NEW YORK ( TheStreet) -- Gotham Capital founder and a value investor legend Joel Greenblatt is betting on beaten-down stocks like Dell ( DELL), Hewlett Packard ( HPQ), General Dynamics ( GD), and Wells Fargo ( WFC) , arguing that the shares are unloved by institutional investors that can't take the short-term risk of underperforming the Standard & Poor's 500. At the Value Investing Congress in Times Squares Marriott Marquis Monday, Greenblatt argued that "the advantage
for value investors is getting stronger as the world is getting more institutionalized." Greenblatt's presentation, which went through the logic of his value thesis also makes him a market bull. "I come away pretty optimistic over the next few years," he said.
During the conference -- filled with believers of Benjamin Graham's principle that cheap is good and Warren Buffett's idea that a good business that's cheap is even better - Greenblatt said that by removing the S&P 500 market weight bias that emphasizes overvalued companies and by focusing simply on cheap stocks in the index, investors can find an extra 7% return. It was an audacious statement given the fact that they S&P 500 beats 70% of active managers each year and virtually over a span of all years that are tracked. Greenbatt's logic is as follows: By converting the market weighted S&P to an equal weight (meaning that one invests an equal amount in each stock instead of investing based in price) there's a free 2% return. According to Greenblatt's findings, looking back 20 years from the end of 2010 the S&P 500 had a 9.1% average annual return, while it's hypothetical equal weight had a 11.8% return. The equal weight index "adds back some if the inefficiencies of a market cap index," Greenblatt said. "To me that's still not investing." Greenblatt and Rob Arnott, who invented the FTSE RAFI 100 index that indexes based on a company's fundamental size, decided to test simply putting money toward cheaper stocks in the equal weighted index. The result was that by emphasizing cheap stocks in the S&P, the value acolytes earned a 16.1% annual return. "I would call this a fairly stunning result," said Greenblatt. Of the company's that stand out right now in Greenblatt's Value Weighted Index, some like Gamestop ( GME) he says are headed the way of Blockbuster, and others like Best Buy ( BBY) and Aeropostale ( ARO) are "toast" -- and might not be a buy. HP, Dell, Microsoft ( MSFT), General Dynamics and Wells Fargo are benefitting value investors be because the market is pricing in a unsustainability in future earnings. Fear may be overdone as institutional investors stay away from risky value stocks for fear of underperforming the S&P in the short term, Greenblatt emphasized to conference attendees. An interesting note, Greenblatt, an anti-hero in Michael Lewis's The Big Short, said that his Gotham fund didn't pull his money from Michael Burry's Scion Capital as was reported in the book. Saying that Michael Lewis "never lets the facts get in the way of a good story," his fund kept its mortgage short using crest default swaps -- it pulled it's bet against corporations. -- Written by Antoine Gara in New York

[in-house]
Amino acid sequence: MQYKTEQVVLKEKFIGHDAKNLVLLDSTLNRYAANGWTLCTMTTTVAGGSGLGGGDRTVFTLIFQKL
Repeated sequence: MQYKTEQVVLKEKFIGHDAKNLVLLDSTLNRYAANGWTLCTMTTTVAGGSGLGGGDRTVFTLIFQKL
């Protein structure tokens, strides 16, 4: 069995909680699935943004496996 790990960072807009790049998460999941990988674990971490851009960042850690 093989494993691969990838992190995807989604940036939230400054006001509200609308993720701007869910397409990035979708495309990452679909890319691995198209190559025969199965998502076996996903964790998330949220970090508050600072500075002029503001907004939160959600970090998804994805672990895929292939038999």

|Joel Greenblatt founder of Gotham Capital|